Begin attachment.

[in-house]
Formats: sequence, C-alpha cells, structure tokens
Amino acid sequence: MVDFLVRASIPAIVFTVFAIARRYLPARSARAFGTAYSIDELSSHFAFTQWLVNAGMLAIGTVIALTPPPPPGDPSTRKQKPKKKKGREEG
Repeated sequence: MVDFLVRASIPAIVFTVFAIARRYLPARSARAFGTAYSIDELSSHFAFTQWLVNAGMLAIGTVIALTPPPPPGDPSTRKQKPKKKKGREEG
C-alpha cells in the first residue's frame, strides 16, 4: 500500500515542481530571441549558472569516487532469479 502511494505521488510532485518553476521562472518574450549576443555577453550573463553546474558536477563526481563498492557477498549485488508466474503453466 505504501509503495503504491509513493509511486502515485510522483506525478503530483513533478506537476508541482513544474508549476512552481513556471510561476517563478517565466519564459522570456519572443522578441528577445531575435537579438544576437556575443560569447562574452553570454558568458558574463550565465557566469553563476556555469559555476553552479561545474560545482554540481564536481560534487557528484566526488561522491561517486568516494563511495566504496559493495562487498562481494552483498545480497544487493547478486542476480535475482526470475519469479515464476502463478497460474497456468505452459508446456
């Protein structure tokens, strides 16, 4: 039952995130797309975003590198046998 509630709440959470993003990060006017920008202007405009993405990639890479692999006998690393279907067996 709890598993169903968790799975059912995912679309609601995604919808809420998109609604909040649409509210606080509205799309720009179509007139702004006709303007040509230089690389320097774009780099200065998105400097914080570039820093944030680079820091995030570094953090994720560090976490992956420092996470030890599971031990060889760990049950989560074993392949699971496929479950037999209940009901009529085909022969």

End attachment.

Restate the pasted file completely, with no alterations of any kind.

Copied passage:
[in-house]
Formats: sequence, C-alpha cells, structure tokens
Amino acid sequence: MVDFLVRASIPAIVFTVFAIARRYLPARSARAFGTAYSIDELSSHFAFTQWLVNAGMLAIGTVIALTPPPPPGDPSTRKQKPKKKKGREEG
Repeated sequence: MVDFLVRASIPAIVFTVFAIARRYLPARSARAFGTAYSIDELSSHFAFTQWLVNAGMLAIGTVIALTPPPPPGDPSTRKQKPKKKKGREEG
C-alpha cells in the first residue's frame, strides 16, 4: 500500500515542481530571441549558472569516487532469479 502511494505521488510532485518553476521562472518574450549576443555577453550573463553546474558536477563526481563498492557477498549485488508466474503453466 505504501509503495503504491509513493509511486502515485510522483506525478503530483513533478506537476508541482513544474508549476512552481513556471510561476517563478517565466519564459522570456519572443522578441528577445531575435537579438544576437556575443560569447562574452553570454558568458558574463550565465557566469553563476556555469559555476553552479561545474560545482554540481564536481560534487557528484566526488561522491561517486568516494563511495566504496559493495562487498562481494552483498545480497544487493547478486542476480535475482526470475519469479515464476502463478497460474497456468505452459508446456
């Protein structure tokens, strides 16, 4: 039952995130797309975003590198046998 509630709440959470993003990060006017920008202007405009993405990639890479692999006998690393279907067996 709890598993169903968790799975059912995912679309609601995604919808809420998109609604909040649409509210606080509205799309720009179509007139702004006709303007040509230089690389320097774009780099200065998105400097914080570039820093944030680079820091995030570094953090994720560090976490992956420092996470030890599971031990060889760990049950989560074993392949699971496929479950037999209940009901009529085909022969």